Pope calls for an end to the senseless war against creation
Pope Francis’s message for World Day of Prayer for the Care of Creation, which will be celebrated on 1 September 2023, was released today. “Let Justice and Peace Flow” is this year’s theme. The pontiff appeals to participants in COP28 in Dubai to “listen to science and institute a rapid and equitable transition to end the era of fossil fuel.”
Vatican City (AsiaNews) – Pope Francis's message for this year’s World Day of Prayer for the Care of Creation was released today at a press conference held at the Vatican ahead of the celebration on 1 September 2023.
“Let us heed our call to stand with the victims of environmental and climate injustice, and to put an end to the senseless war against creation,” the pontiff writes.
The message is inspired by the biblical words of the prophet Amos: “Let justice flow on like a river, righteousness like a never-failing stream” (5,24).
In his own reflection, Pope Francis once again goes back to the topic of integral ecology, which combines care for creation and for one’s fellow human beings.
Speaking about the pilgrimage he made in July 2022 on the shores of Lac Ste Anne, in Alberta, together with the indigenous peoples of Canada, the pontiff writes: “let us dwell on those heartbeats: our own and those of our mothers and grandmothers, the heartbeat of creation and the heartbeat of God. Today they do not beat in harmony; they are not harmonized in justice and peace.”
Lamenting the effects of the “war against creation”, he cites Benedict XVI who said that “the external deserts in the world are growing, because the internal deserts have become so vast”.
“Consumerist greed, fuelled by selfish hearts, is disrupting the planet’s water cycle. The unrestrained burning of fossil fuels and the destruction of forests are pushing temperatures higher and leading to massive droughts.
“Alarming water shortages increasingly affect both small rural communities and large metropolises. Moreover, predatory industries are depleting and polluting our freshwater sources through extreme practices such as fracking for oil and gas extraction, unchecked mega-mining projects, and intensive animal farming.”
For the river of justice and peace to flow again on Earth, courageous choices are needed today. “We must do this by resolving to transform our hearts, our lifestyles, and the public policies ruling our societies,” writes the pope.
The first step is the “ecological conversion” of the heart, as Pope John Paul II put it. Thus, let us renew “our relationship with creation so that we no longer see it as an object to be exploited but cherish it instead as a sacred gift from our Creator.”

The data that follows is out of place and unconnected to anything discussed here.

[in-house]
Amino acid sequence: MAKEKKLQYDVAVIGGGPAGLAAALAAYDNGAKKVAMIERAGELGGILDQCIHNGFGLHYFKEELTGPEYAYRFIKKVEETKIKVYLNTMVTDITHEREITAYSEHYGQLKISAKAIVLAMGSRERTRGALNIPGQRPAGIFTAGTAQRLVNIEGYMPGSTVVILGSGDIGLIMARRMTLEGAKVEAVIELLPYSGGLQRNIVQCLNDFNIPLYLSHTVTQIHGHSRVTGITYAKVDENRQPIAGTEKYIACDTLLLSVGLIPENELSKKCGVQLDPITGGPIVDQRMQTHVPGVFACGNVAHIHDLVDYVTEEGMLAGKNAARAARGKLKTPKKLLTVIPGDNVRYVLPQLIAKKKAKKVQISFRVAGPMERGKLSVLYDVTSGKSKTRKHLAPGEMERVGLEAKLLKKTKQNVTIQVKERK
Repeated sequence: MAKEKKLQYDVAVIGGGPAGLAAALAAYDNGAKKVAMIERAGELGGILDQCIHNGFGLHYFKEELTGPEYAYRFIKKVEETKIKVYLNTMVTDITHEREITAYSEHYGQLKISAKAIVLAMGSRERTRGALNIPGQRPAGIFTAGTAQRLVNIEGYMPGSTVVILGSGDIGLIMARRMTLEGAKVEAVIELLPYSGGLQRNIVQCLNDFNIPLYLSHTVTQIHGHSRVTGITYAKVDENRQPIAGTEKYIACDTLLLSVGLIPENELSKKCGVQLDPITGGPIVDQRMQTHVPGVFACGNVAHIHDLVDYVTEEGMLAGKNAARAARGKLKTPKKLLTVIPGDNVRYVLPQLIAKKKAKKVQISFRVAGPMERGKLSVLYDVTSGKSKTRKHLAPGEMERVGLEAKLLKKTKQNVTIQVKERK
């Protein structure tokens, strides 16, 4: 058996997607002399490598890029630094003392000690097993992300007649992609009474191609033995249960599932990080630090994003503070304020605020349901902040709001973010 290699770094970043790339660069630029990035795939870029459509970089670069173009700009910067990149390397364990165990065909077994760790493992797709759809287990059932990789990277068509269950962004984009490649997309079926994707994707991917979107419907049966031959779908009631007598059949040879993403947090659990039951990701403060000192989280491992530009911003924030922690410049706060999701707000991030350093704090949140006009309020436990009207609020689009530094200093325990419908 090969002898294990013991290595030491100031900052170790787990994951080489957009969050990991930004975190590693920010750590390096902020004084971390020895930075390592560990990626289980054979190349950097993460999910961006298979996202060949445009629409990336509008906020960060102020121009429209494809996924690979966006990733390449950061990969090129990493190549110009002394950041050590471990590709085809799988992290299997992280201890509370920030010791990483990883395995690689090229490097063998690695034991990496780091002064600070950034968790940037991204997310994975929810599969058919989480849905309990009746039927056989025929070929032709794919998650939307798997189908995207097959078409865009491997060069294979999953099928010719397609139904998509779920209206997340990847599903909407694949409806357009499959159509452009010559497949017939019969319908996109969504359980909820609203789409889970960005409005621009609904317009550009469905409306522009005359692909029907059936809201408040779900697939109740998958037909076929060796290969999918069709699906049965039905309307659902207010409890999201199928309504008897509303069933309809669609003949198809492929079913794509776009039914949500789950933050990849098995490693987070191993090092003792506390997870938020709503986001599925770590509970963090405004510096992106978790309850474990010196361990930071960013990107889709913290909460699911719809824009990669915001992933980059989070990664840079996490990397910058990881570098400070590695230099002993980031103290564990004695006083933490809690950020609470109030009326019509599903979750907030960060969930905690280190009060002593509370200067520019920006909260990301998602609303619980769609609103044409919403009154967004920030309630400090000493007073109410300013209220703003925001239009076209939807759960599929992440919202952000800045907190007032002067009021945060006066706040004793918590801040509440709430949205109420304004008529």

For this to happen, the conversion of heart must result in a change in lifestyles. To this end, “let us repent of our ‘ecological sins’, as my brother, Ecumenical Patriarch Bartholomew, has urged. These sins harm the world of nature and our fellow men and women. With the help of God’s grace, let us adopt lifestyles marked by less waste and unnecessary consumption, especially where the processes of production are toxic and unsustainable.
“Let us be as mindful as we can about our habits and economic decisions so that all can thrive – our fellow men and women wherever they may be, and future generations as well. Let us cooperate in God’s ongoing creation through positive choices: using resources with moderation and a joyful sobriety, disposing and recycling waste, and making greater use of available products and services that are environmentally and socially responsible.”
But political choices are also needed. For this reason, in his message Pope Francis appeals for action at COP28, the world conference on climate change set to take place in Dubai from November 30 to December 12:
“The world leaders who will gather for the COP28 summit in Dubai from 30 November to 12 December next must listen to science and institute a rapid and equitable transition to end the era of fossil fuel.
“According to the commitments undertaken in the Paris Agreement to restrain global warming, it is absurd to permit the continued exploration and expansion of fossil fuel infrastructures. Let us raise our voices to halt this injustice towards the poor and towards our children, who will bear the worst effects of climate change.”
Finally, the pontiff notes that, this year, the feast of Saint Francis of Assisi falls on the same day, 4 October, as the start of the Synod on Synodality.
“In the same way that a river is a source of life for its surroundings, our synodal Church must be a source of life for our common home and all its inhabitants. In the same way that a river gives life to all kinds of animal and plant life, a synodal Church must give life by sowing justice and peace in every place it reaches.”
This applies as much to the Season of Creation as to the Synod. Hence, “let us live, work and pray that our common home will teem with life once again. May the Holy Spirit once more hover over the waters and guide our efforts to ‘renew the face of the earth’.”